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In 1979 Ginninderra Falls was opened to the public


In 1978 my father, Rob Caldwell, and his friend Greg Hayes wanted to open Ginninderra Falls to the public. They wanted to make it accessible. So they arranged for a lease on both the Falls and the house on the hill above the old Parkwood House. In those days it was called Brae Cottage, at the foot of Boxer Hill.

Dad and Greg set about building trails, railings and lookouts throughout the gorge down to the Murrumbidgee River. Over 4.5km of trails and over 750 steps, mostly built by hand. They created access to the Pinnacle and Pulpit Lookouts that view the Upper Falls and carved out trails that led to the Saddlehorn, Platypus Pool and Lower Falls. From the Lower Falls to the Murrumbidgee the rock was too difficult to make a path that could stand the test of floods so a painted Yellow Dot Trail marked out the easiest route through the gorge and then upstream along the Murrumbidgee River.

Rainbow Ridge was named for the Rainbow Bee-eaters that nested there and more steps were carved out here to lead visitors to the Tower Lookout where you could see both Falls and a great view of the River. From here back to the front gate was the only part of the trail constructed using a grader blade and the only trail accessible to wheelchairs, strollers and prams.

In 1979 Ginninderra Falls was opened to the public, charging gate entry to fund the general maintenance and further development of the park. Facilities included a new carpark, small kiosk, toilets, picnic tables and barbeque facilities. Dad used to have a campfire going and would offer talks on the flora, fauna, geology and history of the park, tea would be made in the billy, which would be swung to settle the leaves (sometimes he would add a gumleaf for that Aussie bush flavour!). There was canoe hire on the river and camping allowed near the rapids at Cusack's Crossing. There were numbered pegs marking varieties of trees and shrubs and a nature trail guide giving information on each one. It also explained the geology and some of the fauna that can be seen.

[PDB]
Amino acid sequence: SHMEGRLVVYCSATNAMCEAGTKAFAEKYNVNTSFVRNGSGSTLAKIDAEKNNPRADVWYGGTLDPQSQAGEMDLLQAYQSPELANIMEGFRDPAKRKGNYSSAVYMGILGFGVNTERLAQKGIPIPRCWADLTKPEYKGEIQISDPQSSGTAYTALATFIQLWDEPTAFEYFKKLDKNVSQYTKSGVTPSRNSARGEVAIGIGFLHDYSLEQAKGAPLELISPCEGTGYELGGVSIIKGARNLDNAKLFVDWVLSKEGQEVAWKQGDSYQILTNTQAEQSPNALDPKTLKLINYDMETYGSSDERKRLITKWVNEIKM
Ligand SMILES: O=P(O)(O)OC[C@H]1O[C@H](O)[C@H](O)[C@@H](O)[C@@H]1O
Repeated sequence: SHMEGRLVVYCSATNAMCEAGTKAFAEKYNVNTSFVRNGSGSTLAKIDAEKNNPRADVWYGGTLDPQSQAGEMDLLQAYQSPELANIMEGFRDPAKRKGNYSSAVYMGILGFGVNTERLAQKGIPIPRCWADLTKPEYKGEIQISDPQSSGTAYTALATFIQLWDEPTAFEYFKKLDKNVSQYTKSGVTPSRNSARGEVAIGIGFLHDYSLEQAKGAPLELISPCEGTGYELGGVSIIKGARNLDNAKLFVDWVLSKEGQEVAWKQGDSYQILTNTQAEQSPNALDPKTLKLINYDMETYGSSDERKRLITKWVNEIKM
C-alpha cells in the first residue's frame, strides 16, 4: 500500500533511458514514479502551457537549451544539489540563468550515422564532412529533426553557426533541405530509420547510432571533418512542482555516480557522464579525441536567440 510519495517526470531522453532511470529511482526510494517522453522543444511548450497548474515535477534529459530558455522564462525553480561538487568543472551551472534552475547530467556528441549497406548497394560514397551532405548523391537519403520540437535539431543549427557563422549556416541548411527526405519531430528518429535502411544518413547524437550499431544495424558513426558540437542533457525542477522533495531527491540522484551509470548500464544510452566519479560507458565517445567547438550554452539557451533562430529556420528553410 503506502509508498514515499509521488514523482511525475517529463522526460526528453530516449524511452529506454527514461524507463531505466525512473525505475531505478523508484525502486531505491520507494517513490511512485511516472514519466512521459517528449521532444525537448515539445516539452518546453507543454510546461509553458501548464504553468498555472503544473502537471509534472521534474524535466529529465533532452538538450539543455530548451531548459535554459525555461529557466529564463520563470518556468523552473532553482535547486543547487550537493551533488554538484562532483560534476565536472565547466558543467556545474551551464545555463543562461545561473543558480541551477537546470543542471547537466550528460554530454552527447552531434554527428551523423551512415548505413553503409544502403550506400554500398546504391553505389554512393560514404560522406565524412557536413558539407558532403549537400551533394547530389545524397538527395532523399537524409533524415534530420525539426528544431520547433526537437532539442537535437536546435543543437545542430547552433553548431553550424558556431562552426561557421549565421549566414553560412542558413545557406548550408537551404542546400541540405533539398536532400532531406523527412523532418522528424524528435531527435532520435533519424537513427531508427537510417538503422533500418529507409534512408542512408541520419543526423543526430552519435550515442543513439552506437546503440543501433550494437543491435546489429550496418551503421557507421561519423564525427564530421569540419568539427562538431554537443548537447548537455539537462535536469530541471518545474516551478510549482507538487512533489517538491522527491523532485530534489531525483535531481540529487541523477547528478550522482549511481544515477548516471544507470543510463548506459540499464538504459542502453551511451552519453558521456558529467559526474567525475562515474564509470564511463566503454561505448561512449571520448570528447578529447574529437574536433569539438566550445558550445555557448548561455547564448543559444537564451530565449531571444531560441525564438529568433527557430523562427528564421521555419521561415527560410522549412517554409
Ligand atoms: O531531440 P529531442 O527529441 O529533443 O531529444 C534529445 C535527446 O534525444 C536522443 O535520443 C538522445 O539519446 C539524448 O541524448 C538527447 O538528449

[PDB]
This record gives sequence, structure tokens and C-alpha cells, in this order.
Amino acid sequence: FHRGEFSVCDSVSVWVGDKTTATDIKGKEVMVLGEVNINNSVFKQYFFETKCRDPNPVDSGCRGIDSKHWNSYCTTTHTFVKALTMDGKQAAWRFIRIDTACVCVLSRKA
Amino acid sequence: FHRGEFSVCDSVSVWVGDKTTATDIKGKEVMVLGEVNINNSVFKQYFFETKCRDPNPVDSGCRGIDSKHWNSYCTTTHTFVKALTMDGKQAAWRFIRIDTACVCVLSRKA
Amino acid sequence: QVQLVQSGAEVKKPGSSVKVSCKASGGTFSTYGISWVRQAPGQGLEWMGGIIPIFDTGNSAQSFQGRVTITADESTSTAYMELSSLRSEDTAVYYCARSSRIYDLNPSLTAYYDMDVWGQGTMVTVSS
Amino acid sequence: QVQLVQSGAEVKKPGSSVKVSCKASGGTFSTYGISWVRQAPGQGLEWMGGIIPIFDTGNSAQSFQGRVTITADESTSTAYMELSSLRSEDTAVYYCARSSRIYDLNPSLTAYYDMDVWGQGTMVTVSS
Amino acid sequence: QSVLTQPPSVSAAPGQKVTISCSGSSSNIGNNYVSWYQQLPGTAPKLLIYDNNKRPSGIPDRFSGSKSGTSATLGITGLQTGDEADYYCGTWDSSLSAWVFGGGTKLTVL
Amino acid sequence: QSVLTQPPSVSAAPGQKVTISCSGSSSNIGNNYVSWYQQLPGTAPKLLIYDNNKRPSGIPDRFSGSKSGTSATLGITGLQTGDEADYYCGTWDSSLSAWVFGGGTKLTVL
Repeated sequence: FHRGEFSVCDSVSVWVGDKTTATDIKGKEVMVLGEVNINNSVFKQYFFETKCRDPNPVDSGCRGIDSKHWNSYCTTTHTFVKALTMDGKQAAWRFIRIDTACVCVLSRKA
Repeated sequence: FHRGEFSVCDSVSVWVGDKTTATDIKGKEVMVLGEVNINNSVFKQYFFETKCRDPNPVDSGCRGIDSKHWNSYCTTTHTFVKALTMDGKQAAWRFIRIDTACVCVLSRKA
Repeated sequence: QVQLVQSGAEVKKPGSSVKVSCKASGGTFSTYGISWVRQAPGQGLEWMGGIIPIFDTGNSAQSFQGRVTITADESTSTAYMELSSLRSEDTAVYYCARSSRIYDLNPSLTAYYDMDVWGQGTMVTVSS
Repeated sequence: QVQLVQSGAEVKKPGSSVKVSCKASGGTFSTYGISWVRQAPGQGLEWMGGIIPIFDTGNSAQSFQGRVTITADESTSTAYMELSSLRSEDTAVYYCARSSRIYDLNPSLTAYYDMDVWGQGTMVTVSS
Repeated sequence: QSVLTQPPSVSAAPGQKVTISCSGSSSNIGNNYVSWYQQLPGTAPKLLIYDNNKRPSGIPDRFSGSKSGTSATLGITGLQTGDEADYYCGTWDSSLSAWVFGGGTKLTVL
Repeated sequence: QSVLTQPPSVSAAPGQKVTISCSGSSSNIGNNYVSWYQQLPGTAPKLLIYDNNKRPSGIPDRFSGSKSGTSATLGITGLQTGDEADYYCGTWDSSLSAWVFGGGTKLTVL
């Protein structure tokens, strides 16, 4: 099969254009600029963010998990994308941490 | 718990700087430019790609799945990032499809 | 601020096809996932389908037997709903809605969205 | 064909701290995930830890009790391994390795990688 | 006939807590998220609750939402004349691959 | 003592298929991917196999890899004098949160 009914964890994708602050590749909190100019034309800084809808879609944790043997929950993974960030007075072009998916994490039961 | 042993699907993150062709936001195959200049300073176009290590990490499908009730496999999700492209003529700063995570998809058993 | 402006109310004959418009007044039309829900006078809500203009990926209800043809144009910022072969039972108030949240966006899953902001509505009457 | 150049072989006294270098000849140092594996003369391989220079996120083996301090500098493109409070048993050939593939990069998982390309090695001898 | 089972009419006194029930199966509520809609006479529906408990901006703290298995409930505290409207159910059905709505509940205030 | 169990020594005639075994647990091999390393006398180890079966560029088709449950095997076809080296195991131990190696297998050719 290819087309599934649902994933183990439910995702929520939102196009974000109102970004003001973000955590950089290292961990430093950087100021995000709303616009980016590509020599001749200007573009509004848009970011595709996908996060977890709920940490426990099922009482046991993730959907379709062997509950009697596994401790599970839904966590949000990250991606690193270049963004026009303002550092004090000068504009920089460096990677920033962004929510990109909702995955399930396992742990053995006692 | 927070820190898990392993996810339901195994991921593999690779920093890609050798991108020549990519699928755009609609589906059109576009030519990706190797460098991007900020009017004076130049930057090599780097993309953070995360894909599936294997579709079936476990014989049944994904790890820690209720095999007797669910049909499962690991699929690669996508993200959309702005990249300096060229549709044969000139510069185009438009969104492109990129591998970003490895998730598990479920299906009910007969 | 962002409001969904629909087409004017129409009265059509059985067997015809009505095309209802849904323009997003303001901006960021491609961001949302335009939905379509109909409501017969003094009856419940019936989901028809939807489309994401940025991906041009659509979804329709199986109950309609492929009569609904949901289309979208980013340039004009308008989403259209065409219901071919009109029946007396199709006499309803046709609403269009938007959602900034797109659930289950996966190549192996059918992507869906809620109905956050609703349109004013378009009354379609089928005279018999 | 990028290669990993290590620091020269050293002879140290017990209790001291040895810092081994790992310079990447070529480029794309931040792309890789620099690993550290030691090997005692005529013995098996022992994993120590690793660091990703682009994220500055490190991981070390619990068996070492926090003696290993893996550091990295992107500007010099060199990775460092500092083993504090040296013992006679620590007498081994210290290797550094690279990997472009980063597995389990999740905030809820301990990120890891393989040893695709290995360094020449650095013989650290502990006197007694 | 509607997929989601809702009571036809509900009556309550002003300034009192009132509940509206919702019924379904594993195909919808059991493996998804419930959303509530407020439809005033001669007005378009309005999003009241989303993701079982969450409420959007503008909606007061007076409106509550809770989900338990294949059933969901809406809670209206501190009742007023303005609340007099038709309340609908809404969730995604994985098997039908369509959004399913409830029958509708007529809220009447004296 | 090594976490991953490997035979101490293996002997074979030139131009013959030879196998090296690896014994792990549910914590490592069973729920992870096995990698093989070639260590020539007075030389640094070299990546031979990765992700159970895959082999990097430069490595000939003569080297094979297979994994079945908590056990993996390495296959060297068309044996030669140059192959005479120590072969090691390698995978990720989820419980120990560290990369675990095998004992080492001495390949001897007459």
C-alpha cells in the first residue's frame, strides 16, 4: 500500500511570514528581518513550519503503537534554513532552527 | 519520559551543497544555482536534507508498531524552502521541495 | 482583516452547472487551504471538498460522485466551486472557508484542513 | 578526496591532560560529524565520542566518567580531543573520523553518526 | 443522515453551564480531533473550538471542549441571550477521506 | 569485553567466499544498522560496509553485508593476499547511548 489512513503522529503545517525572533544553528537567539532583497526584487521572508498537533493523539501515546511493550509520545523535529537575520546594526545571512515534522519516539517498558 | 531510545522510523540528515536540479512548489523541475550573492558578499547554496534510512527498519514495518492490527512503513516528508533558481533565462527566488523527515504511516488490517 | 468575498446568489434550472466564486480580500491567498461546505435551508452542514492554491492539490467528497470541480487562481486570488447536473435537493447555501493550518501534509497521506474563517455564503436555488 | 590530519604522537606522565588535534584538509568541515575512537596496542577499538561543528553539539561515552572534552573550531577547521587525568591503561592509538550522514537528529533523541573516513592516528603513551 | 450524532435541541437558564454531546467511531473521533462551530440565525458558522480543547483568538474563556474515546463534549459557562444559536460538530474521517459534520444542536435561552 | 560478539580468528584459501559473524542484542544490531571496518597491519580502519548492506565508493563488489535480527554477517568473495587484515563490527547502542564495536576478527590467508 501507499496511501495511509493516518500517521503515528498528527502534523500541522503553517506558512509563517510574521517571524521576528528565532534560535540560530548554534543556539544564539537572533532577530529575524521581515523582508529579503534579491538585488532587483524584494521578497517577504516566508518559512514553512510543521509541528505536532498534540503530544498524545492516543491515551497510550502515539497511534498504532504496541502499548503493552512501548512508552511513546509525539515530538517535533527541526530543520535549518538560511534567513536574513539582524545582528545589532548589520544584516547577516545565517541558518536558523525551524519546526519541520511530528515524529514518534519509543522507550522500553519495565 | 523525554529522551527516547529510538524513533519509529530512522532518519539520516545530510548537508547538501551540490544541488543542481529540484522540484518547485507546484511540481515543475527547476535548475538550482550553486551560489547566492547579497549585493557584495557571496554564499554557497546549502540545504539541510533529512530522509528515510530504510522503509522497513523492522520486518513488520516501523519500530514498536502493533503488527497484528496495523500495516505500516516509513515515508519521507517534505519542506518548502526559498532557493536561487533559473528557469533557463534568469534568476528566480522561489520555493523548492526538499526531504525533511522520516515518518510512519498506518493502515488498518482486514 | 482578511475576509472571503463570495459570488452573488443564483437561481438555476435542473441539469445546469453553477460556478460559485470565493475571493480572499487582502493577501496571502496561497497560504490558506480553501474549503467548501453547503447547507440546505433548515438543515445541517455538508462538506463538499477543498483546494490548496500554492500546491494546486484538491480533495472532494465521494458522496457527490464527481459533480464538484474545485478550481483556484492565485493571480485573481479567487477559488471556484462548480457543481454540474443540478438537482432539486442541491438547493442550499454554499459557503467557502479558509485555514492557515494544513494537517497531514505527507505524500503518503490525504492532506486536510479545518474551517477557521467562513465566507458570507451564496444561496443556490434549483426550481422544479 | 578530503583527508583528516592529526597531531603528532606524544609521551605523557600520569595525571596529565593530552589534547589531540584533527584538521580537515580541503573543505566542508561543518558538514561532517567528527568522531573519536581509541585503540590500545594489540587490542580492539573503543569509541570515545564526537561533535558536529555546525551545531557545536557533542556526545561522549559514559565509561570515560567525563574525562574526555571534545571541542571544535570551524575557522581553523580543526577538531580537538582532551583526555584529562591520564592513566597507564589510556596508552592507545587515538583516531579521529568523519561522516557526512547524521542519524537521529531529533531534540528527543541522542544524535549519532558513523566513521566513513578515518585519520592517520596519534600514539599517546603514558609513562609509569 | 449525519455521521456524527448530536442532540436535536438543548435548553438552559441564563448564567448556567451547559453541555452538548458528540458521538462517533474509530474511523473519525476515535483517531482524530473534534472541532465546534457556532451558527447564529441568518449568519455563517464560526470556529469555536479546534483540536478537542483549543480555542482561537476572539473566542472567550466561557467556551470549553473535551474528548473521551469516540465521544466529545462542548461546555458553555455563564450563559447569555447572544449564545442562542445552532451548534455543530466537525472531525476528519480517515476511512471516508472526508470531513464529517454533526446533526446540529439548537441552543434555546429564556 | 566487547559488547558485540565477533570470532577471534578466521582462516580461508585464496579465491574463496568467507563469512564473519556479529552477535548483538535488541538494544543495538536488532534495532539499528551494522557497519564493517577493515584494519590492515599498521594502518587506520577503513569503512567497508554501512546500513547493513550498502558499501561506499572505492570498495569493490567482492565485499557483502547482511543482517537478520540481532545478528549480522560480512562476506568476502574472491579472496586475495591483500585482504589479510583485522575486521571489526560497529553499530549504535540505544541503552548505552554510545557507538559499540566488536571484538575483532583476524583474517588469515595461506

I have very fond memories of growing up at Parkwood. It is where my roots are. I grew up here, it taught me a respect for the landscape, for every rock and tree and animal. I have seen the Falls, barely a trickle, in the drought of the early 80s, I have seen them in full glorious flood. I remember stinking hot summers, camping in the pouring rain, blackberry picking in summer, swimming in the moonlight, crisp white frosts, warming campfires and paddling a canoe along the Murrumbidgee in an early morning silent mist, fishing for cod.

About 4 years ago my husband and I came for a visit, only to find it all locked up and inaccessible. It was heart wrenching to hear those magnificent falls and not be allowed to see them again.

It is wrong that they are locked up for only an elite few to see. Insurance and litigation is a very poor excuse, if that is the reason the Falls has been closed. At least if it is a National Park then it would belong to all Australians and all Australians would be responsible for its preservation (and our own skins if we get ourselves into trouble there!). Just like it should be!

With hope,

Hether MiLane

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